Heroic Labs Documentation

Custom Authentication with Third-Party Services #

When authenticating users, sometimes their credentials and metadata may be stored in a third-party service. In these situations you can hook in to an existing third-party API to both validate the user and retrieve their metadata. This metadata can then be used to create an associated user in Nakama, effectively linking their external User ID / Username to a Nakama user.

This guide will demonstrate two scenarios in which Nakama’s Custom Authentication feature is used to enable the authentication of users stored in a third-party service.

Bespoke token exchange authentication #

In this example our user’s details are stored in a third-party service that exposes a RESTful API to which we can pass an ID and retrieve user metadata in response. The Nakama server will receive an ID as part of the Custom Authentication flow, pass this along to the third-party API and then extract the user’s ID and username from the response, creating and/or authenticating the Nakama user with this information.

We will achieve this by defining a beforeAuthenticateCustom hook. The function will use configured runtime environment variables to retrieve the hostname of the third-party API and post the incoming in.Account.Id to the API for verification. Once done, the new user ID and username will be used to associate the Nakama user with their third-party user account details.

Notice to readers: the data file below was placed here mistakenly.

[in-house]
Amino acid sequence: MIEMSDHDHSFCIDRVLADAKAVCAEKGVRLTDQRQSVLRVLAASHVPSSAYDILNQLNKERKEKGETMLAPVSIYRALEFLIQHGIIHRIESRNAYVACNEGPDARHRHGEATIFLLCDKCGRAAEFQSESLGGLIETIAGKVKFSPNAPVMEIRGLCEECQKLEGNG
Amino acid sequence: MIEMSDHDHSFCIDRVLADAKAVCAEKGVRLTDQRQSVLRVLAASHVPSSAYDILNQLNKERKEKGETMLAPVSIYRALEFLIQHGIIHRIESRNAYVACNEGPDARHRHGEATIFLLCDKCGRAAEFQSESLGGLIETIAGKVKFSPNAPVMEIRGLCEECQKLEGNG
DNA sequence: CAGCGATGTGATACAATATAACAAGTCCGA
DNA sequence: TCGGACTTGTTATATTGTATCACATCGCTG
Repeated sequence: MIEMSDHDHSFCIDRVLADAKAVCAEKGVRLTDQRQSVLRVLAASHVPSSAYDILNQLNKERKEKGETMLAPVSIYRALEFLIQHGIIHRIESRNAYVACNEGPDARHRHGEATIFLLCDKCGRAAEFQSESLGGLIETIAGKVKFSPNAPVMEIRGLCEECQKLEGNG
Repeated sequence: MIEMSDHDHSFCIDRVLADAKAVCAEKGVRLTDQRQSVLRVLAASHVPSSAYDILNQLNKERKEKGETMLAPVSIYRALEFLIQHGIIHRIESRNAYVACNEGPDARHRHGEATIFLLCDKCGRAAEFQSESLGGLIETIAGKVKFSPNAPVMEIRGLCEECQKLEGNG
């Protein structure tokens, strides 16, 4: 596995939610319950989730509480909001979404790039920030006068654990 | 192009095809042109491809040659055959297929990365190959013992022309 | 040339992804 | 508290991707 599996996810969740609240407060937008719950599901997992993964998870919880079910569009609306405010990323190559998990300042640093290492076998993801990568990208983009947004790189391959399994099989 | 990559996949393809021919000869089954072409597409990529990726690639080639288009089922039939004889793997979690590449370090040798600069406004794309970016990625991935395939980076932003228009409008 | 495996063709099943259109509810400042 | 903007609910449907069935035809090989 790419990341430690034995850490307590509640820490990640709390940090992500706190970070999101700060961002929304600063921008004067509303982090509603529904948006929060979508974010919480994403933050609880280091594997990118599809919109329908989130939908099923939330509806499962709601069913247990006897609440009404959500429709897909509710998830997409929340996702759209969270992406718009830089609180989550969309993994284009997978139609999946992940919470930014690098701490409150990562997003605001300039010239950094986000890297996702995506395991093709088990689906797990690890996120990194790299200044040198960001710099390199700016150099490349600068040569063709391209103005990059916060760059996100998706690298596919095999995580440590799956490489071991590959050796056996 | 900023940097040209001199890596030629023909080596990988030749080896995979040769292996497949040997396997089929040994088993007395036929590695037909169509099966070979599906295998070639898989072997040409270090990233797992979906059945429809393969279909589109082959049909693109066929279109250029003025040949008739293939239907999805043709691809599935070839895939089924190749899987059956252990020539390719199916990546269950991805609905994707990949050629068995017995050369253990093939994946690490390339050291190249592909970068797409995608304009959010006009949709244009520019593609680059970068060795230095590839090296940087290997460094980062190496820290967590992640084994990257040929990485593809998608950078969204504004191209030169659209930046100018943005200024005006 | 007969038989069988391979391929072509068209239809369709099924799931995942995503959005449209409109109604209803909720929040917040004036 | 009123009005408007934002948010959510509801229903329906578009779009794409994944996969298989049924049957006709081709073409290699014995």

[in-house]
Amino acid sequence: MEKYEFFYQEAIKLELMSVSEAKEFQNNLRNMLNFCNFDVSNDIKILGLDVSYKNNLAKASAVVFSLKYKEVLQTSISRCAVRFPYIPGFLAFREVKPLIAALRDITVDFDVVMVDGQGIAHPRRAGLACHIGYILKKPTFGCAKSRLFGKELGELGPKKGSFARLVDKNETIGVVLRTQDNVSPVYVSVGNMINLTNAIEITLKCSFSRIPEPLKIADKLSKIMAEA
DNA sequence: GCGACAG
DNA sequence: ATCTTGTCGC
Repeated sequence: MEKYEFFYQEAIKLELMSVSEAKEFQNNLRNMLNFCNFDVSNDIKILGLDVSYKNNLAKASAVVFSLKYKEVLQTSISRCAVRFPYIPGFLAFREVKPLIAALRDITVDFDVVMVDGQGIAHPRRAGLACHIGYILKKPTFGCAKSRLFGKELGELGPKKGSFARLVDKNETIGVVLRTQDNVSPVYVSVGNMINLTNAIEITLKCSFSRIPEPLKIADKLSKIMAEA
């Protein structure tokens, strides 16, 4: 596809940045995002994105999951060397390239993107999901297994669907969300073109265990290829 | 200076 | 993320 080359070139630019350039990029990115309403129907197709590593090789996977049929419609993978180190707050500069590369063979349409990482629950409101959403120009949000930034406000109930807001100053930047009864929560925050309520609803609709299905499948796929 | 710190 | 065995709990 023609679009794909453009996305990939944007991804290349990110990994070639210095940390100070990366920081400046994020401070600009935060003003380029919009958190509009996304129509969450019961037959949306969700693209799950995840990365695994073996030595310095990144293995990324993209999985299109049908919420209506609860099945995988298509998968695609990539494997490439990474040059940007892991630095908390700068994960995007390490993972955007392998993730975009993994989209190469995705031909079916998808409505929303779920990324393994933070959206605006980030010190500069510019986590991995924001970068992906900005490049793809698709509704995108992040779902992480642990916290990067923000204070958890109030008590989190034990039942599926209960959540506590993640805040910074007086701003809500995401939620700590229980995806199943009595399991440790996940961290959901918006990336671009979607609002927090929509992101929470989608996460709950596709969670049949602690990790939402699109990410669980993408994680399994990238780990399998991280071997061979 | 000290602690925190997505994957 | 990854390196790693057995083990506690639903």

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var (
	errMarshal = runtime.NewError("cannot marshal type", 13)
	errUnmarshal = runtime.NewError("cannot unmarshal type", 13)
	errApiPost = runtime.NewError("invalid API response", 13)
	errInternal = runtime.NewError("internal server error", 13)
)

func InitModule(ctx context.Context, logger runtime.Logger, db *sql.DB, nk runtime.NakamaModule, initializer runtime.Initializer) error {
	// Register before hook on custom authentication
	err := initializer.RegisterBeforeAuthenticateCustom(beforeAuthenticateCustom)
	if err != nil {
		return fmt.Errorf("error registering before authentication hook: %s", err.Error())
	}

	return nil
}

func beforeAuthenticateCustom(ctx context.Context, logger runtime.Logger, db *sql.DB, nk runtime.NakamaModule, in *api.AuthenticateCustomRequest) (*api.AuthenticateCustomRequest, error) {
	// Get third-party API URL from the runtime context
	env := ctx.Value(runtime.RUNTIME_CTX_ENV).(map[string]string)
	apiUrl := env["AUTHENTICATION_API_URL"]

	// Construct a payload to send to the third-party API
	payload, err := json.Marshal(map[string]string {
		"id": in.Account.Id,
	})

	if err != nil {
		logger.Error("could not marshal api payload: %s", err.Error())
		return nil, errMarshal
	}

	// Send the HTTP Post request to the API
	/*
	Expected API Response
	HTTP 200
	{
		"user_id": "<UserId>",
		"username": "<Username>"
	}
	*/
	response, err := http.Post(apiUrl, "application/json", bytes.NewBuffer(payload))

	if err != nil {
		logger.Error("invalid API response: %s", err.Error())
		return nil, errApiPost
	}

	// Close the response when we're done
	defer response.Body.Close()